Figure 520

Electron micrograph of a small blood vessel. The nucleus at the upper left belongs to the endothelial cell that forms the wall of the vessel. At the right is another cell, a pericyte, that is in intimate relation to the endothelium. Note that the basal lamina (BL) covering the endothelial cell divides (arrows) to surround the pericyte. xl1,000.

TEM studies have shown that pericytes surrounding the smallest venules have cytoplasmic characteristics almost identical with those of the endothelial cells of the same vessel. Pericytes associated with larger venules have characteristics of smooth muscle cells of the tunica media of small veins. In fortuitous sections cut parallel to the long axis of venules, the distal portions and proximal portions of the same pericyte have characteristics of endothelial cells and smooth muscle cells, respectively. These studies suggest that during the development of new vessels, cells with characteristics of pericytes may differentiate into the smooth muscle of the vessel wall.

The fibroblasts and blood vessels within healing wounds develop from undifferentiated mesenchymal cells associated with the tunica adventitia of venules

Autoradiographic studies of wound healing using parabiotic (crossed-circulation) pairs of animals have established that undifferentiated mesenchymal cells located in the tunica adventitia of venules and small veins are the primary source of new cells in healing wounds. In addition, fibroblasts, pericytes, and endothelial cells in portions of the connective tissue adjacent to the wound divide and give rise to additional cells that form new connective tissue and blood vessels.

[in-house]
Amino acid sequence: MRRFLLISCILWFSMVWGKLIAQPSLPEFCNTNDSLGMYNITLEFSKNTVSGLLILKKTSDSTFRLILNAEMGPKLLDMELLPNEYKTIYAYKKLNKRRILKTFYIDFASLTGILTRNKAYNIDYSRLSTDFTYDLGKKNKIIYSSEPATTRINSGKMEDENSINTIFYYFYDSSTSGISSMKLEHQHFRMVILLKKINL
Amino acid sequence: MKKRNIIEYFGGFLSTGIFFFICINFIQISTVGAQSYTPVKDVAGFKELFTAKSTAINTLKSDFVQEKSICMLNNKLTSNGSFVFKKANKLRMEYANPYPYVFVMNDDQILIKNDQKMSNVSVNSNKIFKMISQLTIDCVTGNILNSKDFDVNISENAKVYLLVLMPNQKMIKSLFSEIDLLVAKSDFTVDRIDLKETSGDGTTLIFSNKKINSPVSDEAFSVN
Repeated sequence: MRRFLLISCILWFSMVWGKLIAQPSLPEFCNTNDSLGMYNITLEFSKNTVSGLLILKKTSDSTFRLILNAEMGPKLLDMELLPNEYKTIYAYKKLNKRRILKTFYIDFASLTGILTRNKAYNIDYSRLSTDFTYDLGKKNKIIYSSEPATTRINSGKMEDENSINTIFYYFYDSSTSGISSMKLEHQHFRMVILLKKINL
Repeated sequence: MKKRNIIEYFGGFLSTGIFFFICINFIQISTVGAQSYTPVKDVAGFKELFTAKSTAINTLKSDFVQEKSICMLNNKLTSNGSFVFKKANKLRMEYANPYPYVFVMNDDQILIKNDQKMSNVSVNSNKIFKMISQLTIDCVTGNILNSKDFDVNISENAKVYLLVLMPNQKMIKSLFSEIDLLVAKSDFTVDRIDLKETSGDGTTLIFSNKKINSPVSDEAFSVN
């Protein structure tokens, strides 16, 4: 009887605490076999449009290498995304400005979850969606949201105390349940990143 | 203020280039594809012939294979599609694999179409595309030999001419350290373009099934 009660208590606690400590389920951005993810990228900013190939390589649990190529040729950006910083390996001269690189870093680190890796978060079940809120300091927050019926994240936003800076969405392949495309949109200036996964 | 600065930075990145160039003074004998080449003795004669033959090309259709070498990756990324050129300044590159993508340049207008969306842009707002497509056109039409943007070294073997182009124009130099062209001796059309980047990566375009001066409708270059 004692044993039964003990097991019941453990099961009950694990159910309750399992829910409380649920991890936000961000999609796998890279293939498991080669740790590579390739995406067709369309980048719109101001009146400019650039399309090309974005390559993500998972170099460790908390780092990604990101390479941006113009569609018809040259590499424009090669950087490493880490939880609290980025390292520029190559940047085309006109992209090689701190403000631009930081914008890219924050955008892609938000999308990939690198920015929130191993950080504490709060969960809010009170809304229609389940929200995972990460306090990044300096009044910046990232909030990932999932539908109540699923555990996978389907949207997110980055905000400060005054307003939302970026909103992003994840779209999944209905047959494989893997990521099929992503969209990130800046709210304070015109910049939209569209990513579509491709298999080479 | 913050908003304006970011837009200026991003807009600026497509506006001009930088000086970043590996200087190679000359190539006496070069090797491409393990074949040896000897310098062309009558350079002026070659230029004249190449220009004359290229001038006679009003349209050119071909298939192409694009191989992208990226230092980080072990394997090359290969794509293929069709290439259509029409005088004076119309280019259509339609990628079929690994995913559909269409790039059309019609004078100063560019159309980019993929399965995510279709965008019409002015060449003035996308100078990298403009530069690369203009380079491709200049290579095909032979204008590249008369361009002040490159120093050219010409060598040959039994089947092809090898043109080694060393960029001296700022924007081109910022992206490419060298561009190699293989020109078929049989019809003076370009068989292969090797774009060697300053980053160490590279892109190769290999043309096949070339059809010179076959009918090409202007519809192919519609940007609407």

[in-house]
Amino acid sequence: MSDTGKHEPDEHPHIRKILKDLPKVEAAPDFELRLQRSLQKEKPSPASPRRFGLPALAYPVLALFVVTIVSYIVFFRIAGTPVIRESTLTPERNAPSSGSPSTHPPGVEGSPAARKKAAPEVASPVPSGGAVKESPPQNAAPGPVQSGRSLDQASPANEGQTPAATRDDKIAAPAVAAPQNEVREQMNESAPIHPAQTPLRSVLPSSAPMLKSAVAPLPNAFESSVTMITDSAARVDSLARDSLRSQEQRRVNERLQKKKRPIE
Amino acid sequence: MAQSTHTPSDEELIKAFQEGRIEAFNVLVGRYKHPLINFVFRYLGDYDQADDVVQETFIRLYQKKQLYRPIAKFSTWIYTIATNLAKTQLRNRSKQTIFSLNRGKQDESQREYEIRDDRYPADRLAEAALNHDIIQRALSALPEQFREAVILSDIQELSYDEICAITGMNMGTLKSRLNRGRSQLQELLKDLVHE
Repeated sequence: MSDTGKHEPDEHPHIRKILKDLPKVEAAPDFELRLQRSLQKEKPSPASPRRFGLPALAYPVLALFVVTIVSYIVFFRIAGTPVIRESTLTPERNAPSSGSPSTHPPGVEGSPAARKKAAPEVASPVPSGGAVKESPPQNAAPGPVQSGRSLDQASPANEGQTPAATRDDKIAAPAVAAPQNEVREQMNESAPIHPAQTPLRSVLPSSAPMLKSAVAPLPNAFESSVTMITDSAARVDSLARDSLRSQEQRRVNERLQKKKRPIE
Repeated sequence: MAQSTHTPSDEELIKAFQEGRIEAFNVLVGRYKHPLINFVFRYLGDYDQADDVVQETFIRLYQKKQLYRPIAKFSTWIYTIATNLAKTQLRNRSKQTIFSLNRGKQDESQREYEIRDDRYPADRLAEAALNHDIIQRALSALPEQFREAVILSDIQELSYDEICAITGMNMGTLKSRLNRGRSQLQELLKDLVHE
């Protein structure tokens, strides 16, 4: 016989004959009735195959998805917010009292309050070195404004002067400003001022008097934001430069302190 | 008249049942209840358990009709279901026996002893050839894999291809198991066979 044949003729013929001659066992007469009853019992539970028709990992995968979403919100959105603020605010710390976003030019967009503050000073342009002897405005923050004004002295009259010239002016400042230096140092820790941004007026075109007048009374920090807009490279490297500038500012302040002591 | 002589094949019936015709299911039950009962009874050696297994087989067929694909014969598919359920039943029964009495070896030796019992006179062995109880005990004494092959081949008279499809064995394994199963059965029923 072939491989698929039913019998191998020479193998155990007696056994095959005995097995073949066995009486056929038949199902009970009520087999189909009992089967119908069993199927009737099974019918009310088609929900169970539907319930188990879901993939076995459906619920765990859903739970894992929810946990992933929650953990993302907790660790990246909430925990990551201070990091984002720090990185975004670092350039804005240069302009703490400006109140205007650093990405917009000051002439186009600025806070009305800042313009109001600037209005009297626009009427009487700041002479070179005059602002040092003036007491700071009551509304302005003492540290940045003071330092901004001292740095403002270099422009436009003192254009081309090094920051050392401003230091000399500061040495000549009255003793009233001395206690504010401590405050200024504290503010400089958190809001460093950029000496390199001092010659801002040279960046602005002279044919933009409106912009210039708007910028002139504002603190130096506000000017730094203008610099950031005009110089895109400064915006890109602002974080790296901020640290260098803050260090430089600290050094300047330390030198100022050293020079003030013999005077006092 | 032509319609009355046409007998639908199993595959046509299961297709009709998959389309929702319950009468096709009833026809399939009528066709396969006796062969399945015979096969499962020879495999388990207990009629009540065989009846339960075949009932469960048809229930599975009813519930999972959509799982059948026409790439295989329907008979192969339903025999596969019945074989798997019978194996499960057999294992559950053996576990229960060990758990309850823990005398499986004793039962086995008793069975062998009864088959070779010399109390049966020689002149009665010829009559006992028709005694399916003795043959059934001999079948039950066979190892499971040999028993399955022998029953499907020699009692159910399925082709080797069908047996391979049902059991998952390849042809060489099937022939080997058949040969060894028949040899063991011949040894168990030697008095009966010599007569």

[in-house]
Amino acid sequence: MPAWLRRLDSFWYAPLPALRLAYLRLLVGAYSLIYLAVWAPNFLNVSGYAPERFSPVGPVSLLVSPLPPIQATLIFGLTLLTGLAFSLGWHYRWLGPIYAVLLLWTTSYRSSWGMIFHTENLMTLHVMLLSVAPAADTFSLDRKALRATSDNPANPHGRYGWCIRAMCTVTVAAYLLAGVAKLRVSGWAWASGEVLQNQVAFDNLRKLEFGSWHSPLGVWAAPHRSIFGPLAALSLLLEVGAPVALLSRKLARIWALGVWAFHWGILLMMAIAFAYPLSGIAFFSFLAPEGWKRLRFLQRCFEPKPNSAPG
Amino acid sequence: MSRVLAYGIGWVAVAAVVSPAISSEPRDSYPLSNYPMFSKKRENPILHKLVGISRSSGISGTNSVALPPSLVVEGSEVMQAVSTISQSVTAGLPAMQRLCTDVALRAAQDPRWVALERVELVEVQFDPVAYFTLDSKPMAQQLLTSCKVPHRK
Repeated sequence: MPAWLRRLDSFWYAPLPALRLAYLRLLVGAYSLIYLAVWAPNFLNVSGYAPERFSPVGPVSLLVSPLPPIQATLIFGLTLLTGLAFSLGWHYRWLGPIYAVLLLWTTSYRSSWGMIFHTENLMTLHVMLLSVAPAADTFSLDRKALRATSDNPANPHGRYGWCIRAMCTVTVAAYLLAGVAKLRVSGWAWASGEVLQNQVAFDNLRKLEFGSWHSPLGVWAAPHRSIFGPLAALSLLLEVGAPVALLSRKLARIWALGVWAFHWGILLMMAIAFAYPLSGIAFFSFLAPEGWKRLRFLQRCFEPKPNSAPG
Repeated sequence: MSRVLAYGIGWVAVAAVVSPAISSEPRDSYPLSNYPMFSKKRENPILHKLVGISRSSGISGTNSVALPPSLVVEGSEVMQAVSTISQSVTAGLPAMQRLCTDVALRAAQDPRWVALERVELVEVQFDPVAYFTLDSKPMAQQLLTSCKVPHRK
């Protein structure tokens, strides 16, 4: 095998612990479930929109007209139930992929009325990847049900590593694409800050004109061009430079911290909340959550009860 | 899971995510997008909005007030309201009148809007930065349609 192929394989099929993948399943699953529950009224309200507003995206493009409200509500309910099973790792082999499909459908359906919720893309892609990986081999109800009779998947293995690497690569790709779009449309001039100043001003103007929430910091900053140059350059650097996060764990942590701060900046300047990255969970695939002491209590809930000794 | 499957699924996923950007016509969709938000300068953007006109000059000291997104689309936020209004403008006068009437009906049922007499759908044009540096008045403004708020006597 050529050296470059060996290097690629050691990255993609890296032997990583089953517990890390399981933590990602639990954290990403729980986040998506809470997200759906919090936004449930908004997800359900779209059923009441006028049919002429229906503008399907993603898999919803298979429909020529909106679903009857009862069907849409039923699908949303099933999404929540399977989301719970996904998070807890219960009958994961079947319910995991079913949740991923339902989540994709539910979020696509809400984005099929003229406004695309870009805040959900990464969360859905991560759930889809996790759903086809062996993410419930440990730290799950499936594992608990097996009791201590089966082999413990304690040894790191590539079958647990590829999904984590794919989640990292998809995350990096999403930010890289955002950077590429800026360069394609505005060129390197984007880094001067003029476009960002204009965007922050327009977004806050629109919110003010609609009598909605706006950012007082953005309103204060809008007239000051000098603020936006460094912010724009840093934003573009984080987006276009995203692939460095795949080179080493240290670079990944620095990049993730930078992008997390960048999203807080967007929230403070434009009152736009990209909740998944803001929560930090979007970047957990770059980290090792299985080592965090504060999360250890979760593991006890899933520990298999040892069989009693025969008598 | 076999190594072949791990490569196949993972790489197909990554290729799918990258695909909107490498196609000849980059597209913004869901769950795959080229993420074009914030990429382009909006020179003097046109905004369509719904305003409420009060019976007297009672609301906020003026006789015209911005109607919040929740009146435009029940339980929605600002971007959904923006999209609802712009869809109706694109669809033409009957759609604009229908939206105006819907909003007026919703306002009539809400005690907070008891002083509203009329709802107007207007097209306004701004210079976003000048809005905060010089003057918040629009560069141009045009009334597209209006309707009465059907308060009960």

Lymphocytes, Plasma Cells, and Other Cells of the Immune System

Lymphocytes are principally involved in immune responses

Connective tissue lymphocytes are the smallest of the free cells in the connective tissue (see Fig. 5.18). They have a thin rim of cytoplasm surrounding a deeply staining, het-erochromatic nucleus. Often, the cytoplasm of connective tissue lymphocytes may not be visible. Normally, small numbers of lymphocytes are found in the connective tissue throughout the body. The number increases dramatically, however, at sites of tissue inflammation caused by pathogenic agents. Lymphocytes are most numerous in the lamina propria of the respiratory and gastrointestinal tracts, where they are involved in immunosurveillance against pathogens and foreign substances that enter the body by crossing the epithelial lining of these systems.

Lymphocytes are a heterogeneous population of at least three functional cell types: T cells, B cells, and NK cells

At the molecular level, lymphocytes are characterized by the expression of specific molecules on the plasma membrane known as cluster of differentiation (CD) proteins. CD proteins recognize specific ligands on target cells. Because some CD proteins are present only on specific types of lymphocytes, they are considered specific marker proteins. On the basis of these specific markers, lymphocytes can be classified into three functional cell types: